The Southwestern Historical Quarterly, Volume 106, July 2002 - April, 2003 Page: 355
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2003 Whither Tejano History: Origins, Development, and Status 355
advantage of helpless ranch dons. Provocative studies now averred that at
least some of the lands were lost over the generations through partition-
ing to heirs and that the court system was not necessarily unfair in adju-
dicating Tejano land grants.19 Political powerlessness, once described as
emanating from conspiracy among whites to disfranchise Texas
Mexicans, is presently thought to have involved a coalition of Anglos
and Mexican American elites, especially in the ranch counties of South
Texas, who used the Tejano vote for political advantage.0Violence and
crime against Tejanos, earlier associated almost exclusively with Anglo
ruffians, are now determined to have been as much a part of the life of
early Spanish-speaking settlements and twentieth century barrios as they
were a problem for the rest of Texas society.21 Anglo Americans, depict-
ed during the 197o0s as Mexican haters, by the 99os came under recon-
sideration as scholars discovered numerous instances in which "gringos"
acted as amigos de la raza.22 It should be stressed that despite these depar-
tures, historians had not forsaken race as a causal force in Texas history.
Rather, the newer arguments reflected finer analyses that built on older
ones while not completely displacing them.
Writings published during the last few years of the twentieth century
also moved toward more deft elaboration of earlier premises or gave
greater clarity to new topics. Revision perhaps seems an inappropriate
term for that process, as the body of works to be revisited was still mod-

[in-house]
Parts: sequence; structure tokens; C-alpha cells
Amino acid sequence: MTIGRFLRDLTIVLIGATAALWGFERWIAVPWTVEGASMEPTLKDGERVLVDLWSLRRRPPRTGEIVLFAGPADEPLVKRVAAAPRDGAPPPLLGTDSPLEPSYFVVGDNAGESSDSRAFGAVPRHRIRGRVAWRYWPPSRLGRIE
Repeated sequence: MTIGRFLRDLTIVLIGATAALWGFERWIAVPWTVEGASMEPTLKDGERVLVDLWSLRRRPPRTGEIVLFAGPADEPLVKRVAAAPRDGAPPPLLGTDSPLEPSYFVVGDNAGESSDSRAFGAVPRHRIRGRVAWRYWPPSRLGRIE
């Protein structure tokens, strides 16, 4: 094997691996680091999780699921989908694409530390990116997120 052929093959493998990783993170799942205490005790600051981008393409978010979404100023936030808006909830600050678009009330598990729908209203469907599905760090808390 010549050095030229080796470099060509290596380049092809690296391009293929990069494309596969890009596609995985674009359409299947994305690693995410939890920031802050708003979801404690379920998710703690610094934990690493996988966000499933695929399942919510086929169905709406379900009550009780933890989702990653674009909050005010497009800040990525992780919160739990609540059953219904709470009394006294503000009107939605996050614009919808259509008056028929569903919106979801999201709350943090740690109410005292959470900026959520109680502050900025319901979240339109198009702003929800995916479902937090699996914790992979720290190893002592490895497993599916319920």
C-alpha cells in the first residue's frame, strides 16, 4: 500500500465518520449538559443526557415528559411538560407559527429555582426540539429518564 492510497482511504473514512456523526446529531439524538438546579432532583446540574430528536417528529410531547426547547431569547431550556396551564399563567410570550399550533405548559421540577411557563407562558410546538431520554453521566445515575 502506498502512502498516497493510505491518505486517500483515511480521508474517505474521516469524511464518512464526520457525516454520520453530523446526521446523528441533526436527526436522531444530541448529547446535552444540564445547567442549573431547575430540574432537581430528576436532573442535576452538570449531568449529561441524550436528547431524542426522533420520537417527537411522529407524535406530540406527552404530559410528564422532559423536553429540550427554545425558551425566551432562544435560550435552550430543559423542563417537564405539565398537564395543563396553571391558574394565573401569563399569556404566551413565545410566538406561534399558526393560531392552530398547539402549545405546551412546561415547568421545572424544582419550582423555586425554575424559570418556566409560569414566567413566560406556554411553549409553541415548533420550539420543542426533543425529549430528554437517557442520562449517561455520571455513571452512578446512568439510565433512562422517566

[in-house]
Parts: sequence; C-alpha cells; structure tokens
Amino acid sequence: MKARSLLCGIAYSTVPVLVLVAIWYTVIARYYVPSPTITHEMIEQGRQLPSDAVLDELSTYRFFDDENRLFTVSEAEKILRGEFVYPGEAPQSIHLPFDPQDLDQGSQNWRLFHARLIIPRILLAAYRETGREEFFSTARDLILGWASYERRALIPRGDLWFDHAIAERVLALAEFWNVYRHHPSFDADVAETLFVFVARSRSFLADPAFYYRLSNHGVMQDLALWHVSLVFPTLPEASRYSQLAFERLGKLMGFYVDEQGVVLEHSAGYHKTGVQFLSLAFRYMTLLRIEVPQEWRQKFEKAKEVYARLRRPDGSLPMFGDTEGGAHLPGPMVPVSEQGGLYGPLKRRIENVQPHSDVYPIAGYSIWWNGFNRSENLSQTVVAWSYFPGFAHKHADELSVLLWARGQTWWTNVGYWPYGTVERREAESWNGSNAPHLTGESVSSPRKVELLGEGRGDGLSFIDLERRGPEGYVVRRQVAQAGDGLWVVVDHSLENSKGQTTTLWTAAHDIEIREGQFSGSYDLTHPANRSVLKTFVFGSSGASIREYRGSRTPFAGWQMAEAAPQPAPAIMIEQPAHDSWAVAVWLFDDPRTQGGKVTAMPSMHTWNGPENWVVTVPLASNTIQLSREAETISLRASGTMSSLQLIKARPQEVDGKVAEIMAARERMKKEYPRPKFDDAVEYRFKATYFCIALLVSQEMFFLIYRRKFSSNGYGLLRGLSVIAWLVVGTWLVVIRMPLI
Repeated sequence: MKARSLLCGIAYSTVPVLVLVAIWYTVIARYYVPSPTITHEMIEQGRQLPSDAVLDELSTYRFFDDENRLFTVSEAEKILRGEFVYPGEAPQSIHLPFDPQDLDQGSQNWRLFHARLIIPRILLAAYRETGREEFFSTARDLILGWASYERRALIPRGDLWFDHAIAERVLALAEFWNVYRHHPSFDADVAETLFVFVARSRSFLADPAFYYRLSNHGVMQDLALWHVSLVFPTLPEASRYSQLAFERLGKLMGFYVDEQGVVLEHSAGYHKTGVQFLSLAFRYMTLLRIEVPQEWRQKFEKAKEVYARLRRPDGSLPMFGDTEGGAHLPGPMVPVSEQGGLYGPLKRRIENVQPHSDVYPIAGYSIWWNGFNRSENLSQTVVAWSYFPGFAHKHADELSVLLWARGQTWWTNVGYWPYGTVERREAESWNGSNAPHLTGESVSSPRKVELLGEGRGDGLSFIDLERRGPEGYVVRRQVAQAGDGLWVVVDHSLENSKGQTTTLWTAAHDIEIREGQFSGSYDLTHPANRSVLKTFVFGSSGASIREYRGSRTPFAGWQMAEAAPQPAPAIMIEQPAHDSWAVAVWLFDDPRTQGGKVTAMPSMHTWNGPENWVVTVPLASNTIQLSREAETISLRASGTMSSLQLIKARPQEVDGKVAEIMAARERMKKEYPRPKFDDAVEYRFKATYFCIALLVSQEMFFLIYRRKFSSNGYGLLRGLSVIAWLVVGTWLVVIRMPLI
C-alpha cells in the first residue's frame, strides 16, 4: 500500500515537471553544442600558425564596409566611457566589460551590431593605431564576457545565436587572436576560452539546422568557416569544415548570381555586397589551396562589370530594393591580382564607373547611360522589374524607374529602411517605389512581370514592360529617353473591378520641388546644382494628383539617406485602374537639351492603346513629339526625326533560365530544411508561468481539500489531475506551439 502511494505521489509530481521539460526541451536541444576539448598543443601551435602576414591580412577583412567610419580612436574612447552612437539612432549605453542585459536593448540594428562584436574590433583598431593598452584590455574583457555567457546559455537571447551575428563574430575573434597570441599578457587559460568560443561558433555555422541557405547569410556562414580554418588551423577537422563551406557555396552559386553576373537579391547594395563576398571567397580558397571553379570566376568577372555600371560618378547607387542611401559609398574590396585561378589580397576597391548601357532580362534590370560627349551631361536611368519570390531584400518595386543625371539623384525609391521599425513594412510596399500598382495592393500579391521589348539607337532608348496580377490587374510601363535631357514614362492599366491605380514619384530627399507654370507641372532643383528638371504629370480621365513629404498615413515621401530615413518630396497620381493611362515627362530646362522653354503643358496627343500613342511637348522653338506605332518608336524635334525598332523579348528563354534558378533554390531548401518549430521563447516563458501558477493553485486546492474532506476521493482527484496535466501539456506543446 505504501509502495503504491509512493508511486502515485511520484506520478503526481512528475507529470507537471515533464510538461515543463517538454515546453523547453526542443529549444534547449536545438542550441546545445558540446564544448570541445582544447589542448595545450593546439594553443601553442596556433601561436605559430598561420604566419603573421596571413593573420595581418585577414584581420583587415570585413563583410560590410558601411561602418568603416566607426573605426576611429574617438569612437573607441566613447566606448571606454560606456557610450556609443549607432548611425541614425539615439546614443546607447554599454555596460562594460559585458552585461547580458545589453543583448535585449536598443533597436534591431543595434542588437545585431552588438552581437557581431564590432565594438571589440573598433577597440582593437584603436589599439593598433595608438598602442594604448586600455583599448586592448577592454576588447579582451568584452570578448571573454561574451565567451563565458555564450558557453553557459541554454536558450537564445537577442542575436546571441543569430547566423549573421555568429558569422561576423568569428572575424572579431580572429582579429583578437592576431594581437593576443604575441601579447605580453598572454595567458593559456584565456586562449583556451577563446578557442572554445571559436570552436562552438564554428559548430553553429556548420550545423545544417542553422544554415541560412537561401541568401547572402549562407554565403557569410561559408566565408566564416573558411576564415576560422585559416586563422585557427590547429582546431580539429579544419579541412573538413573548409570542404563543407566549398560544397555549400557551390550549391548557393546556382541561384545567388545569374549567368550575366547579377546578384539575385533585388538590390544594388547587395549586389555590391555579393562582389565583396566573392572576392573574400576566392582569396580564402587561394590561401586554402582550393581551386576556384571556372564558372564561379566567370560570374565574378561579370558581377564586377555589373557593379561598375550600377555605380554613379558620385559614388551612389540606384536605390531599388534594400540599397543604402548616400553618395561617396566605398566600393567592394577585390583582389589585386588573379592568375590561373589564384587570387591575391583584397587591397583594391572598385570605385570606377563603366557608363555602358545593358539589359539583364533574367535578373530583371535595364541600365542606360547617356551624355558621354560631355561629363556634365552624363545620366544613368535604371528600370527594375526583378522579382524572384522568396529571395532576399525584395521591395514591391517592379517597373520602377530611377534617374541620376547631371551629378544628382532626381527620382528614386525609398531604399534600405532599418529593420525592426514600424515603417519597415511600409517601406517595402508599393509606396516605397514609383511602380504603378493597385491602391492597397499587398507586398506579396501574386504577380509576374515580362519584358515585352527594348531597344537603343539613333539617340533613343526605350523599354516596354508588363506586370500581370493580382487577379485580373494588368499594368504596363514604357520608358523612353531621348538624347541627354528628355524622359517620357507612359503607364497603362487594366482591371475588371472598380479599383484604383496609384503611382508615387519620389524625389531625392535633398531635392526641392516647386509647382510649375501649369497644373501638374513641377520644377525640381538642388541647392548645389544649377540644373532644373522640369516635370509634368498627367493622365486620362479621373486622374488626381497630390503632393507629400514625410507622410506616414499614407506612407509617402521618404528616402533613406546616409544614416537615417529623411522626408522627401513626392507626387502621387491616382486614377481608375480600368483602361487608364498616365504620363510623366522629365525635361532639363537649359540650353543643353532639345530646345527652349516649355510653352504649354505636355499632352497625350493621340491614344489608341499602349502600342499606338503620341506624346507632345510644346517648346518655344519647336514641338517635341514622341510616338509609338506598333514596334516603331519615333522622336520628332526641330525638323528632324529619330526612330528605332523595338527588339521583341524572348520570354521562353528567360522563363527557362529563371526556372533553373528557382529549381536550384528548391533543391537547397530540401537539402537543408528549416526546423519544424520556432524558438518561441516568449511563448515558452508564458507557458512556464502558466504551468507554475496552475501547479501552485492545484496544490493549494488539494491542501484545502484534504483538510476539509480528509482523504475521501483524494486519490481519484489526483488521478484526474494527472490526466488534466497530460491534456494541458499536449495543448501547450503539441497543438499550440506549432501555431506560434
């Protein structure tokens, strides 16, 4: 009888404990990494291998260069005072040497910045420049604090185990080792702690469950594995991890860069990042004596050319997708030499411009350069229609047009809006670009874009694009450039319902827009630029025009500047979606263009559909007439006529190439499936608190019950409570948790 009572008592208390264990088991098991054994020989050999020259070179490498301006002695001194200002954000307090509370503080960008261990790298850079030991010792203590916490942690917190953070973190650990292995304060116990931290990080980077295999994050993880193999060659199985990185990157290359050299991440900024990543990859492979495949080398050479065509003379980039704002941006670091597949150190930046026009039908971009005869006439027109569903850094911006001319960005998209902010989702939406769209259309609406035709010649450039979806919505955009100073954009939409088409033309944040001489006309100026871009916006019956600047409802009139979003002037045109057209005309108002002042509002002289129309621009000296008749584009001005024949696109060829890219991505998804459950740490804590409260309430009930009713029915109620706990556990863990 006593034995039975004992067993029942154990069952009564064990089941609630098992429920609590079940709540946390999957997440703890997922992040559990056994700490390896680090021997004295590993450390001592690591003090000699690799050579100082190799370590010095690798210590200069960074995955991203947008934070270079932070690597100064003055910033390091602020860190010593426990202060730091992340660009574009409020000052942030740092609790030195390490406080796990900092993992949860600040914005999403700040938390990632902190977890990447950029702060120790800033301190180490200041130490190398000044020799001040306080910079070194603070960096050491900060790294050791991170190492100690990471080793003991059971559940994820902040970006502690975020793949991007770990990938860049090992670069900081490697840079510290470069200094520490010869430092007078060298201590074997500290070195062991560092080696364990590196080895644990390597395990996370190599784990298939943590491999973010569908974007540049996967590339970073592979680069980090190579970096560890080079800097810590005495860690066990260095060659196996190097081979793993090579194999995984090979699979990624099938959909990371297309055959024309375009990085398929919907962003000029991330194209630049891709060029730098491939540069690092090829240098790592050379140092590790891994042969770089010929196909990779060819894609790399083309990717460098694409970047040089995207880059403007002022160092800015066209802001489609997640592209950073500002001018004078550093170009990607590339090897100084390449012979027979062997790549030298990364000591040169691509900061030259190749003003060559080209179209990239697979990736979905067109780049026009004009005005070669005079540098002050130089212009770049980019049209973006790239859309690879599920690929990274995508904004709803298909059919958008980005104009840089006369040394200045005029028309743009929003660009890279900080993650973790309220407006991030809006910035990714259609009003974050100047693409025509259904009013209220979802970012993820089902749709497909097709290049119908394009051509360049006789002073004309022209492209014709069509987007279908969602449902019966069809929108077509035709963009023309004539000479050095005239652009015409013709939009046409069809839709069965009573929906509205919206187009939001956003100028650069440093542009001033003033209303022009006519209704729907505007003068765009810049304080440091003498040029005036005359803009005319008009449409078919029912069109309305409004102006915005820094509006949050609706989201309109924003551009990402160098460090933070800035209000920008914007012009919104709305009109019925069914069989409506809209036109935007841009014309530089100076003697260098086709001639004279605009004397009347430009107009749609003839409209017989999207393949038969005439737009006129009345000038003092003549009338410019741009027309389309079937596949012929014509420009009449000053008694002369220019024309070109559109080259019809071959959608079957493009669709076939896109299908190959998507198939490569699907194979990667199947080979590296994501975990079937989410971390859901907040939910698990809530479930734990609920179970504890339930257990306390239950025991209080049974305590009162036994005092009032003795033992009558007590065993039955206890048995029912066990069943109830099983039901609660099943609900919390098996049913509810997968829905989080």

est. But after thirty years, the "shelf life of truth" for Tejano history had
run its course and consequently the time was ripe for reappraisal. The
expected re-examination came subtly in articles, dissertations, and a
trickle of books. Among the latter was Armando C. Alonzo's Tejano
Legacy: Rancheros and Settlers in South Texas, 1734-900 (Albuquerque:
University of New Mexico Press, 1998). While illuminating many aspects
of Texas-Mexican life in the Lower Rio Grande Valley (among these,
community building during the eighteenth century, demographic
resiliency and growth, stock raising, and-the main focus of the book-
land tenure), this important work took issue with several long-standing
" Ana Carohna Castillo Crimm, "Success m Adversity: The Mexican Americans of Victoria
County, Texas, 18oo-188o" (Ph.D. diss., University of Texas at Austin, 1994), 8-9, 18o-181, 216,
219, 288; and Armando Alonzo, Tejano Legacy: Rancheros and Settlers zn South Texas, 1734-1900
(Albuquerque: University of New Mexico Press, 1998), 9, 280, 283, and 161-181, 259-270.
1See, for instance, Roberto R. Calder6n, "Mexican Politics m the American Era, 1846-19oo:
Laredo, Texas" (Ph.D. diss., University of California at Los Angeles, 1993); and Jerry D.
Thompson, Warm Weather and Bad Whiskey: The i886 Laredo Electzon Rot (El Paso: Texas Western
21 References are made in F. Arturo Rosales, Pobre Raza: Violence, Justce, and Moblzzation Among
Mexico Lzndo Immigrants, 1900oo-936 (Austin: University of Texas Press, 1999).
22 Arnoldo De Le6n, "Our Gringo Amigos: Anglo Americans and the Tejano Experience," East
Texas Hstorical Journal, 32 (Fall, 1993), 72-79.
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Texas State Historical Association. The Southwestern Historical Quarterly, Volume 106, July 2002 - April, 2003, periodical, 2003; Austin, Texas. (texashistory.unt.edu/ark:/67531/metapth101223/m1/423/: accessed November 25, 2017), University of North Texas Libraries, The Portal to Texas History, texashistory.unt.edu; crediting Texas State Historical Association.